After: The same room where Toscano’s cleanup crew discovered a dead dog is restored to its former glory as a polished dining room. Though disturbing, Toscano says he ‘sees it all’ – one $18,000 job in the Upper West Side uncovered a trove of sex toys and bottles full of urine throughout the living space
Before and after: Toscano’s clean-up crew removed piles of clothing and garbage stacked waist-high. Pathologically cluttered apartments present a fire hazard and can also become a haven for pests of all kinds, including bed bugs. ‘Collyers’ mansion’ – (named after the infamous hoarders of Harlem) is code for firefighters responding to those suffering from the obsessive-compulsive disorder
New York City has a long and lurid history of residents being killed by their own junk.
A small park in Harlem is dedicated to the eccentric Collyer Brothers whose infamous tabloid story still fascinates New Yorkers over 70-years after their bodies were discovered deceased among 140 tons of their own detritus. Homer and Langley Collyer were well-off members of Manhattan’s elite who withdrew from society after their parents’ death in the 1920s.
Apart from a few isolated incidents, the reclusive brothers were rarely seen or heard until March 21, 1947 when neighbors called police complaining of a pungent odor emanating from their lavish brownstone. It took cops two hours to tunnel through piles of bric-a-brac where they finally found Homer’s corpse dressed in an old bathrobe, surrounded by musical instruments, camera equipment, guns, human organs preserved in jars, bowling balls and various booby traps.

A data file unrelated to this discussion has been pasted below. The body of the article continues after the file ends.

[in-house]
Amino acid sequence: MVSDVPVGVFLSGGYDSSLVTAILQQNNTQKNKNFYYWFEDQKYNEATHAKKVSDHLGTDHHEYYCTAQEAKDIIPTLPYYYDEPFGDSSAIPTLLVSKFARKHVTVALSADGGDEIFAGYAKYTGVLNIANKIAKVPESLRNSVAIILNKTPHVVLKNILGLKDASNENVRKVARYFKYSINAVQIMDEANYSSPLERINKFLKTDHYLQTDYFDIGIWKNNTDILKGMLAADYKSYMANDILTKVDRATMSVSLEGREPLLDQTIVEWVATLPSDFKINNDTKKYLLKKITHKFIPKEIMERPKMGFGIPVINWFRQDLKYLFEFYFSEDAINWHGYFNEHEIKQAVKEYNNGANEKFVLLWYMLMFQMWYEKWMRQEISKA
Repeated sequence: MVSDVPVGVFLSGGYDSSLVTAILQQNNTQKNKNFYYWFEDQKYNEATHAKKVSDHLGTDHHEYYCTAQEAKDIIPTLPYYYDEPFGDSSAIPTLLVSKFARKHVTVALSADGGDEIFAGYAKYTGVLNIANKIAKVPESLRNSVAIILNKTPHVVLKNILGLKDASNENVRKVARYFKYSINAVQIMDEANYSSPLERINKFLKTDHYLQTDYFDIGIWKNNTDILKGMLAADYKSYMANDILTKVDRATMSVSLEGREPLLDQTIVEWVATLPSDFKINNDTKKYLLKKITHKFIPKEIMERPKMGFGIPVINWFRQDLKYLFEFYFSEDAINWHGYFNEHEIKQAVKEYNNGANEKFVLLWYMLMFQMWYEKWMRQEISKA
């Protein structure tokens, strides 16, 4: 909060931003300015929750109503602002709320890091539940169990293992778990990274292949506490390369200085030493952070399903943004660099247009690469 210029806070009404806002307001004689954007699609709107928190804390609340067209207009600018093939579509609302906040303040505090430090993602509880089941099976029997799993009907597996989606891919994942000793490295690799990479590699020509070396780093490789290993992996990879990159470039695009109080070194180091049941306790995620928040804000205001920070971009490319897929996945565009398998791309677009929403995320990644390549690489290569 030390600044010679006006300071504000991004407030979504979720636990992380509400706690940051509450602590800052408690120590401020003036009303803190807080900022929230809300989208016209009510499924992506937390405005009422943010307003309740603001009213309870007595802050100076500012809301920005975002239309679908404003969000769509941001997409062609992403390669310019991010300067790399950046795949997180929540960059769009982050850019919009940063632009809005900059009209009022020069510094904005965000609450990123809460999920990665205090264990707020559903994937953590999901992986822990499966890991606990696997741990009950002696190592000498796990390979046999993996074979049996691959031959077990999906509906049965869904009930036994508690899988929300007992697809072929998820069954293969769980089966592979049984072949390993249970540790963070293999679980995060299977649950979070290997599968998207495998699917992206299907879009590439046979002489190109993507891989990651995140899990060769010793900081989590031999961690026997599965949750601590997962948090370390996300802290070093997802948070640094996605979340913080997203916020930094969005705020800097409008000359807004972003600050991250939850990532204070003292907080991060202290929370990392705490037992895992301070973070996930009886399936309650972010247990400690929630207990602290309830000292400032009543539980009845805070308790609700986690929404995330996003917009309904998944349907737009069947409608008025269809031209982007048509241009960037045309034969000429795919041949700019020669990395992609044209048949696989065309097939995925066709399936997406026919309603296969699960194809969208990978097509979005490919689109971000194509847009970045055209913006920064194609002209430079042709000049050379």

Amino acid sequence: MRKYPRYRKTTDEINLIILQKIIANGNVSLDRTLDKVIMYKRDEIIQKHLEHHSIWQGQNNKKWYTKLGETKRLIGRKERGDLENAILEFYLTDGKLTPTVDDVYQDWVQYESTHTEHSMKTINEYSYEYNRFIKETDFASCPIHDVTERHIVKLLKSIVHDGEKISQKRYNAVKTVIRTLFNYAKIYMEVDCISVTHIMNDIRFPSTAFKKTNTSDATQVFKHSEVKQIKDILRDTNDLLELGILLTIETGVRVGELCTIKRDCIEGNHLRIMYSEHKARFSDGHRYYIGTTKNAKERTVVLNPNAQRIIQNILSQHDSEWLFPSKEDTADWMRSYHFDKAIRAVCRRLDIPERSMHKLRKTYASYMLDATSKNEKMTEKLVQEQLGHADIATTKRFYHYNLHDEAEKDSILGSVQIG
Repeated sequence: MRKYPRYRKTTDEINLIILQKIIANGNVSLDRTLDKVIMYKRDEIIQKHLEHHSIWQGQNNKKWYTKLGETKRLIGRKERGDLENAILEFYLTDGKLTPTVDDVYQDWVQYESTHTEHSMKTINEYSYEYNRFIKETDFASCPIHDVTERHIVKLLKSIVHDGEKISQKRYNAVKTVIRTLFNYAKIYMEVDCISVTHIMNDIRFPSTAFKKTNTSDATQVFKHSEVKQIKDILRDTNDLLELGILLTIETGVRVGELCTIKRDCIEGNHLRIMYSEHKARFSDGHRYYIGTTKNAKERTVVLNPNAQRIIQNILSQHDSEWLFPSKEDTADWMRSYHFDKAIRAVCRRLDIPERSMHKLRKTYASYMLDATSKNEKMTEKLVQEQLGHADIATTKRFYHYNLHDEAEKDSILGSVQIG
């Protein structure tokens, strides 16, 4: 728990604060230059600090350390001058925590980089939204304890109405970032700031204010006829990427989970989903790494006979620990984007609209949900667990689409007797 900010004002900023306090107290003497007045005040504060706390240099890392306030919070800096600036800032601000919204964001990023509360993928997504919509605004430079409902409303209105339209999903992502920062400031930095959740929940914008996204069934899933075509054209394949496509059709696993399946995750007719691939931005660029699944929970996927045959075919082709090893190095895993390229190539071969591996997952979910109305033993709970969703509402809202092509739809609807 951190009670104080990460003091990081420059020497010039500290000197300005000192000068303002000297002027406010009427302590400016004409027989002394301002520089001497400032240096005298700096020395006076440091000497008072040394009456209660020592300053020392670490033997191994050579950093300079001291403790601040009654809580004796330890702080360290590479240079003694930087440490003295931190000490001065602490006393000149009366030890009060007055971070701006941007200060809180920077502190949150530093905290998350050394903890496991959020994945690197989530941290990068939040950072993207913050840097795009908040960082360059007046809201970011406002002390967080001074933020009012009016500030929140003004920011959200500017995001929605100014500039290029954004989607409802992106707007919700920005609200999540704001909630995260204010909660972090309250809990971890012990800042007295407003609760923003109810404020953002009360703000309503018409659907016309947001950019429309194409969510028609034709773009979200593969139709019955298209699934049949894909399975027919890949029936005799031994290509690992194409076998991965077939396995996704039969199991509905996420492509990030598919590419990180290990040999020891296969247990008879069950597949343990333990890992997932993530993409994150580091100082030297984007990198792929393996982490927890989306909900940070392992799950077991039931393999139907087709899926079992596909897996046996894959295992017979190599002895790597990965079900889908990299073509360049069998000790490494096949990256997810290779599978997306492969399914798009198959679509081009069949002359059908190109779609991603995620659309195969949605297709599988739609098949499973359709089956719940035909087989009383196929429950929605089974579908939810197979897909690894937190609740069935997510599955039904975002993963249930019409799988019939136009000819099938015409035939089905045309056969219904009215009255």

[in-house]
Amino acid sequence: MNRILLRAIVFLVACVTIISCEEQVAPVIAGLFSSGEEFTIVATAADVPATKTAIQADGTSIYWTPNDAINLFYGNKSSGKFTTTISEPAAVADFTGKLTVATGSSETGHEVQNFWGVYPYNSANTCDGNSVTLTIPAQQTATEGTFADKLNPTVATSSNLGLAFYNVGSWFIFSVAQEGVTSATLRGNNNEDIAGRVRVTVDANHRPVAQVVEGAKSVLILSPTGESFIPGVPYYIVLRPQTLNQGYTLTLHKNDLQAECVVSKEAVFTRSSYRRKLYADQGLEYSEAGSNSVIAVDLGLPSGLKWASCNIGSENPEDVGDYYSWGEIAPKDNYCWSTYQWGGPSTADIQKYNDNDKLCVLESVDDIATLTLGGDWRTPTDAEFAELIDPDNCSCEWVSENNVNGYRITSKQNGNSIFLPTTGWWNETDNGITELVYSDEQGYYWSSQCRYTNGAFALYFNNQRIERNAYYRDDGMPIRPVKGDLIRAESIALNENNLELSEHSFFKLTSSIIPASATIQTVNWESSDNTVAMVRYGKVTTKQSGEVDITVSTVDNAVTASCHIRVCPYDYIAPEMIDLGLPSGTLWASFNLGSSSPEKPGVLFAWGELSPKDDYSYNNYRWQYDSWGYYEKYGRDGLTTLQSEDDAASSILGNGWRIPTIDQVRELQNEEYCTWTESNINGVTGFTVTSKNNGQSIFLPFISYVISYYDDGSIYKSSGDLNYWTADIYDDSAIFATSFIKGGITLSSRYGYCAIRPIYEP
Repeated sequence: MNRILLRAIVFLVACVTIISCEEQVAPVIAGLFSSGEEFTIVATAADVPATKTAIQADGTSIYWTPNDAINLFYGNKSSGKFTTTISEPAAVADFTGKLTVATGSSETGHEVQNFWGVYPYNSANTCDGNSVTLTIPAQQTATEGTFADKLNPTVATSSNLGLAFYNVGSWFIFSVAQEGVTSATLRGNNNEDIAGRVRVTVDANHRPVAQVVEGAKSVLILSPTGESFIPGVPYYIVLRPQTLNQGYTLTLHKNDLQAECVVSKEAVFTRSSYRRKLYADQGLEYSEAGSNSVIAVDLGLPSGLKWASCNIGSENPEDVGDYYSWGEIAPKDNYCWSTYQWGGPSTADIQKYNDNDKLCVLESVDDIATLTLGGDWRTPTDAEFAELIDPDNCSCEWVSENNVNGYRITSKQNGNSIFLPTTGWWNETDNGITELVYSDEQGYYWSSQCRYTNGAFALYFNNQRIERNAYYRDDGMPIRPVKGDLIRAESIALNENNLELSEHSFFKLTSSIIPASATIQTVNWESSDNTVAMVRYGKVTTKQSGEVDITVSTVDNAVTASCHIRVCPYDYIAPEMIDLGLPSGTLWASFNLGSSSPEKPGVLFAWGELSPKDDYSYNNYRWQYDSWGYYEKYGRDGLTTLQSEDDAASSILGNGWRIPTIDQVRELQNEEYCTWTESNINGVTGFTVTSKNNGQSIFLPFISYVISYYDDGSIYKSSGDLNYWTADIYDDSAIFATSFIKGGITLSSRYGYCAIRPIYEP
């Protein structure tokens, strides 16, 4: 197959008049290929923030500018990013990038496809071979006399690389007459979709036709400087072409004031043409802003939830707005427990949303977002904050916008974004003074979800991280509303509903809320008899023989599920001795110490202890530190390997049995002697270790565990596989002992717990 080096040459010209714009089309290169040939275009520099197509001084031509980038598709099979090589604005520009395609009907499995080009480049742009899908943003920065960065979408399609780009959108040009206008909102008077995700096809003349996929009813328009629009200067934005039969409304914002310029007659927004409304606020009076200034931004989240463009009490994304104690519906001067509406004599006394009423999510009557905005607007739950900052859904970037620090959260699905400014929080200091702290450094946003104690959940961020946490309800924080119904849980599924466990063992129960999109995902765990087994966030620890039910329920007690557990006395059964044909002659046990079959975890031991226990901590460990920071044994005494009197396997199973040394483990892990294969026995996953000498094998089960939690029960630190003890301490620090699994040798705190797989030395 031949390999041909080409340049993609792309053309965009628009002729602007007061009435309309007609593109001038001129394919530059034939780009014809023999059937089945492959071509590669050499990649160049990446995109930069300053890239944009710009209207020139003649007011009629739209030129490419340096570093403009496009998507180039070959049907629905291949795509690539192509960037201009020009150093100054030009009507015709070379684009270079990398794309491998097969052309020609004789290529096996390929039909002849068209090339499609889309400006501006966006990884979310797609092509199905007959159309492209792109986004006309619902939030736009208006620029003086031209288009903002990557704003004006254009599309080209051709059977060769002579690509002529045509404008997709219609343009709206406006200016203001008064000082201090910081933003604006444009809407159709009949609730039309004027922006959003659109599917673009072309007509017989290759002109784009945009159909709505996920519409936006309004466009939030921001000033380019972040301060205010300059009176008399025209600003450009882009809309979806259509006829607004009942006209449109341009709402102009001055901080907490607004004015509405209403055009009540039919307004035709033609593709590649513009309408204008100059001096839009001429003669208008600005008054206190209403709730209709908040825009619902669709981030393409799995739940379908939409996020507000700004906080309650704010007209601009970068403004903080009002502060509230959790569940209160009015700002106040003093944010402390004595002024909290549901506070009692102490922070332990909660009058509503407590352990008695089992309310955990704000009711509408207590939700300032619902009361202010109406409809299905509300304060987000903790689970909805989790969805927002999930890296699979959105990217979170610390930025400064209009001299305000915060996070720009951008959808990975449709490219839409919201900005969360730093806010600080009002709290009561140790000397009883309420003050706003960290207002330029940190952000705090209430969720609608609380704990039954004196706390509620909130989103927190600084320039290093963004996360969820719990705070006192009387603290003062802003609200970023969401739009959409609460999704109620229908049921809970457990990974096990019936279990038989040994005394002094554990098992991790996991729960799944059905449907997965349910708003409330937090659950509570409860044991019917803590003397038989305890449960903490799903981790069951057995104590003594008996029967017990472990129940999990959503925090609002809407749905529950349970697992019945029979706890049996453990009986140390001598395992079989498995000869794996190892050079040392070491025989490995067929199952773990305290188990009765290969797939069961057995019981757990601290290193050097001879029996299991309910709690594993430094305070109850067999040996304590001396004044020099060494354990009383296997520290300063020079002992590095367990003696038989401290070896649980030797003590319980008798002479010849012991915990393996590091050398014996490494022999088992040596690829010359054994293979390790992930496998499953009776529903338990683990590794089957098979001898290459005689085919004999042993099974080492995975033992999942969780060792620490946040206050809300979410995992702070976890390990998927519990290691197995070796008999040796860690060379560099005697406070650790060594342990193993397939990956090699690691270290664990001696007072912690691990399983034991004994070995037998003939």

Langley was nowhere to be found until weeks later when a worker discovered his decomposed body, half eaten by rats, crushed under a pile of junk.
There’s also the story of Ida Mayfield Wood, a high-society socialite who was married to the publisher of the New York Daily News that lived in squalor in a hotel room at the time of her death in 1932. Ida had hoarded nearly $1 million in cash, stuffed in pots and pans throughout the room. Among other valuables found inside were a diamond necklace hidden in a Cracker Jack box.
And who could forget the more recent story of Huguette Clark, a Fifth Avenue heiress who died in 2011, having hoarded everything from dolls to the care labels of cashmere sweaters.
Hoarding has long been a challenge in New York City. It’s most infamous case was the 1947 Collyer Mansion incident in Harlem where the corpses of two eccentric brothers were found deceased among 140 tons of clutter inside their lavish mansion. It took cops two hours to tunnel through debris before they reached the body of Homer Collyer, who died of starvation. His brother Langley (pictured above) was nowhere to be found until weeks later when a worker discovered his decomposed body, half eaten by rats, crushed under a pile of junk
In the 1970s, former New York socialites Edith Bouvier Beale and her mother, Edith Ewing Bouvier were discovered holed up in human and animal waste while living in a decrepit East Hampton mansion. The relatives of Jacqueline Kennedy-Onassis occupied three of the home’s 28 rooms that were overrun by hundreds of cats, possums and raccoons. They famously became the subjects of the 1975 documentary, Grey Gardens